Background: The first two decades of 21st Century found major dominance of poor health in all global societies with consequential pandemic and war. It is a seeming enigma why so much physical and cognitive illness still exists while so much is known about human biologic systems. The purpose of this study is to explore the dilemma. Material/Method: Public domain records, related to biologic systems in health and disease, have been studied. Systems science methodology was used; it offered corresponding method for the examination of living systems in health/peace or war. Results/Conclusions: The perception of self, how we see ourselves and the world around us, the human perceptional reality, has a parallel influence on our decisions and relationships, and, in a feedback loop, impacts the state of health. It is not what the eye can see but how it is interpreted that affect the creative epigenome for health or disease. The combined outcome of ‘what you see and what you do’, especially on a global level, leads to the prevalence of similarly tainted global decisions-from poor health to pandemics and wars. A foundational positive shift in world’s affairs can only come from ever-increasing optimizing individual decisions, which would eventually diffuse up, from ‘people working in the trenches’ to the ‘governing vertical societal hierarchies’.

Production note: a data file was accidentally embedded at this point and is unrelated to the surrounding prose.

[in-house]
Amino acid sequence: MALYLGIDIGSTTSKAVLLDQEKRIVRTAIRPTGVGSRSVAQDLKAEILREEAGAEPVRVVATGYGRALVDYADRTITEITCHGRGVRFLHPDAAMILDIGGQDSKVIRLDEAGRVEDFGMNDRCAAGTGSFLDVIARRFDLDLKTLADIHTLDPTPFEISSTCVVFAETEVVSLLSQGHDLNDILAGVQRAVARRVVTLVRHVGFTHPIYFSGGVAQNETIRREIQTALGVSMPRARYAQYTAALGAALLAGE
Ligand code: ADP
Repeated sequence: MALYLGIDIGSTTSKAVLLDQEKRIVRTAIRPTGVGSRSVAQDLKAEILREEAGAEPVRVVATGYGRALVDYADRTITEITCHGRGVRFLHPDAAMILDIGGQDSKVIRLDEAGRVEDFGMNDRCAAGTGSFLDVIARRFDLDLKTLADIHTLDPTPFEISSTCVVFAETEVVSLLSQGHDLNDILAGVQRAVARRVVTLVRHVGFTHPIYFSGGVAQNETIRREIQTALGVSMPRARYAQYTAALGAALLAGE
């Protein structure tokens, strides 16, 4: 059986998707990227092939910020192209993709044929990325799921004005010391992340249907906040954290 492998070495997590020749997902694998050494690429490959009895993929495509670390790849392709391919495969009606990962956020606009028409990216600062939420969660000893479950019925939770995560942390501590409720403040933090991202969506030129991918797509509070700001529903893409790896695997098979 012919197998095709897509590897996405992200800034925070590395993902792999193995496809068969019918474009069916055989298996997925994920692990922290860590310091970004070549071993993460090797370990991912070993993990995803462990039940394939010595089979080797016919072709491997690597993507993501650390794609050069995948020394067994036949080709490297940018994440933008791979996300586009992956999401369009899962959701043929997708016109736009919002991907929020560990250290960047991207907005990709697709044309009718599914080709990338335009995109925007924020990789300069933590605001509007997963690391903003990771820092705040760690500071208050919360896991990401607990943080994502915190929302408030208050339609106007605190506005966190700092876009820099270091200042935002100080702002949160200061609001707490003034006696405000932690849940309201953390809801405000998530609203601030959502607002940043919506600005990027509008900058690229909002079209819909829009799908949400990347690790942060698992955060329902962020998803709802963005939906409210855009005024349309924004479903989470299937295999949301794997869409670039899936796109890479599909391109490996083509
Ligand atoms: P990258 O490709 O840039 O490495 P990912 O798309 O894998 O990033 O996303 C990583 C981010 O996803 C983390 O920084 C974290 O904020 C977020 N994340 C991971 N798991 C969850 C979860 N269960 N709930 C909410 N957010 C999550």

The objective of this paper is to apply Kotter’s 8-Stage Process for Change in transforming traditional school organizationsinto models for 21 st century instruction and explore research that suggests the change process was effectively implemented in order to improve student achievement. This paper is developed through inquiry and research that describes a course of action for a change initiative to enrich curricula and meet a vision for competency-based curricular reform. Two analyses were conducted including (1) review of literature and statistics driving the need for curricular reform and (2) a qualitative analyses of data collection from studies conducted on schools which instituted curricular reform to develop interdisciplinary curricula in the areas of science, technology, engineering and math (STEM). Analyzing and using the statistics and data from school systems in the state of Maine, which have made changes in their curricula and instructional methods, allows for critical review of the success of the change process. Results reveal that curriculum reform in the areas of STEM that creates a shift towards a more integrated approach in curriculum design has improved student achievement. Improving curriculum and instruction would be a hollow gesture without identifying and reviewing the research that suggests the use and application of the principles from John Kotter’s 8-Stage Process for Change outlined in his book Leading Change was applied to deeply root successful change. Curriculum reform is a response to the growing need for educating future innovators that can continue to keep our world moving forward. Kotter’s first step to creating change begins with a sense of urgency and currently we have a wealth of studies that are conducted that speak loudly to our society that we must focus on curriculum that involves students in problem solving challenges and innovative thinking activities to prepare them for the needs our society today and in the future. The educational system we have today is a product of the industrial age and was organized like an assembly line to produce a standardized product, which was considered the educated. At the time, it fit the needs of businesses. It is time that we begin asking what skills we will need our learners to know in the next twenty years. Engineers work in teams to solve large, complex problems and educational systems lack necessary skill building activities to foster what industries will need for the future success of our global society (Senge, 2014). As our economy moves from a manufacturing-based economy to, an information and service-based economy, the demand for a workforce well educated in science, technology, engineering and math (STEM) is growing. Unfortunately, the number of students who choose STEM fields continues to decline (US Bureau of Labor Statistics, 2009; Galloway, 2008; National Research Council Committee on Science, Engineering Education Reform, 2006; Mooney & Laubach, 2002). As such, there is a great need to spark interest among our K-12 youth in STEM, and to develop and facilitate quality engineering experiences for K-12 students (National Science Board, 2003; Frantz, DiMiranda & Siller, 2011) (Table 1).